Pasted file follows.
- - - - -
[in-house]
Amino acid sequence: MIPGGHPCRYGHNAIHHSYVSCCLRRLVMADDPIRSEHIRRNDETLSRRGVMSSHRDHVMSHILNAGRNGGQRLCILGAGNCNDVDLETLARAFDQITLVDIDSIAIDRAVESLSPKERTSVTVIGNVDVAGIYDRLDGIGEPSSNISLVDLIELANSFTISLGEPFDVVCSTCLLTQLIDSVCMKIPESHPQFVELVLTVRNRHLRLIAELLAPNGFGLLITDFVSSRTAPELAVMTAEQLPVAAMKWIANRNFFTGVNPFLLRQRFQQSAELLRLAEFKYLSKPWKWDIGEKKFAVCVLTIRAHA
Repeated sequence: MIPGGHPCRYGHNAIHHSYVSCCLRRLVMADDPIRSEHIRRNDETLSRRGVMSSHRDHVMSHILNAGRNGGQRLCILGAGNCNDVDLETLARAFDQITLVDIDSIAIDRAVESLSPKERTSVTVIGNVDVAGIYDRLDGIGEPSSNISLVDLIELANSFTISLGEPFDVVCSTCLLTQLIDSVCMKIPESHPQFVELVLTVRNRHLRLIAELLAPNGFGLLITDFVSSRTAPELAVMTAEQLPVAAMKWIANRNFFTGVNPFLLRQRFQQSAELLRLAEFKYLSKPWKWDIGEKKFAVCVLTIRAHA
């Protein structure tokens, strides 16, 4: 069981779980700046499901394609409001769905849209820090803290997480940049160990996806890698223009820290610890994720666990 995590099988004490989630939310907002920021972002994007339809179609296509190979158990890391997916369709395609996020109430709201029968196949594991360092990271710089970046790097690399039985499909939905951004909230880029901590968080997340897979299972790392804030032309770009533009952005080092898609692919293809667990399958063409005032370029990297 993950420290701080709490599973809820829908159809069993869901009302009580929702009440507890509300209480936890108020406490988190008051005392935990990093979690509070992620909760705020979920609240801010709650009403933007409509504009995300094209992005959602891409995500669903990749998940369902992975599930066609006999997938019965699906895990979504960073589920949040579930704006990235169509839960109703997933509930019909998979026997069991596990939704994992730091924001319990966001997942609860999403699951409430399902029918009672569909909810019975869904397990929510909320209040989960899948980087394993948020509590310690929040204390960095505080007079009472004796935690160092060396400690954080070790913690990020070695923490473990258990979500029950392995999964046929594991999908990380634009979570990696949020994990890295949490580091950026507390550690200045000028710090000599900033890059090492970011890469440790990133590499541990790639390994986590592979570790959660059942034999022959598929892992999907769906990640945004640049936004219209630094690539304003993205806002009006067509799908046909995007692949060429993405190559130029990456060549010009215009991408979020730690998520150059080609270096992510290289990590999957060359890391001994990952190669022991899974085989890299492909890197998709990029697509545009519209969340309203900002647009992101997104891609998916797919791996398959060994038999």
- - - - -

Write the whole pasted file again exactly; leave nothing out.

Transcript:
[in-house]
Amino acid sequence: MIPGGHPCRYGHNAIHHSYVSCCLRRLVMADDPIRSEHIRRNDETLSRRGVMSSHRDHVMSHILNAGRNGGQRLCILGAGNCNDVDLETLARAFDQITLVDIDSIAIDRAVESLSPKERTSVTVIGNVDVAGIYDRLDGIGEPSSNISLVDLIELANSFTISLGEPFDVVCSTCLLTQLIDSVCMKIPESHPQFVELVLTVRNRHLRLIAELLAPNGFGLLITDFVSSRTAPELAVMTAEQLPVAAMKWIANRNFFTGVNPFLLRQRFQQSAELLRLAEFKYLSKPWKWDIGEKKFAVCVLTIRAHA
Repeated sequence: MIPGGHPCRYGHNAIHHSYVSCCLRRLVMADDPIRSEHIRRNDETLSRRGVMSSHRDHVMSHILNAGRNGGQRLCILGAGNCNDVDLETLARAFDQITLVDIDSIAIDRAVESLSPKERTSVTVIGNVDVAGIYDRLDGIGEPSSNISLVDLIELANSFTISLGEPFDVVCSTCLLTQLIDSVCMKIPESHPQFVELVLTVRNRHLRLIAELLAPNGFGLLITDFVSSRTAPELAVMTAEQLPVAAMKWIANRNFFTGVNPFLLRQRFQQSAELLRLAEFKYLSKPWKWDIGEKKFAVCVLTIRAHA
């Protein structure tokens, strides 16, 4: 069981779980700046499901394609409001769905849209820090803290997480940049160990996806890698223009820290610890994720666990 995590099988004490989630939310907002920021972002994007339809179609296509190979158990890391997916369709395609996020109430709201029968196949594991360092990271710089970046790097690399039985499909939905951004909230880029901590968080997340897979299972790392804030032309770009533009952005080092898609692919293809667990399958063409005032370029990297 993950420290701080709490599973809820829908159809069993869901009302009580929702009440507890509300209480936890108020406490988190008051005392935990990093979690509070992620909760705020979920609240801010709650009403933007409509504009995300094209992005959602891409995500669903990749998940369902992975599930066609006999997938019965699906895990979504960073589920949040579930704006990235169509839960109703997933509930019909998979026997069991596990939704994992730091924001319990966001997942609860999403699951409430399902029918009672569909909810019975869904397990929510909320209040989960899948980087394993948020509590310690929040204390960095505080007079009472004796935690160092060396400690954080070790913690990020070695923490473990258990979500029950392995999964046929594991999908990380634009979570990696949020994990890295949490580091950026507390550690200045000028710090000599900033890059090492970011890469440790990133590499541990790639390994986590592979570790959660059942034999022959598929892992999907769906990640945004640049936004219209630094690539304003993205806002009006067509799908046909995007692949060429993405190559130029990456060549010009215009991408979020730690998520150059080609270096992510290289990590999957060359890391001994990952190669022991899974085989890299492909890197998709990029697509545009519209969340309203900002647009992101997104891609998916797919791996398959060994038999």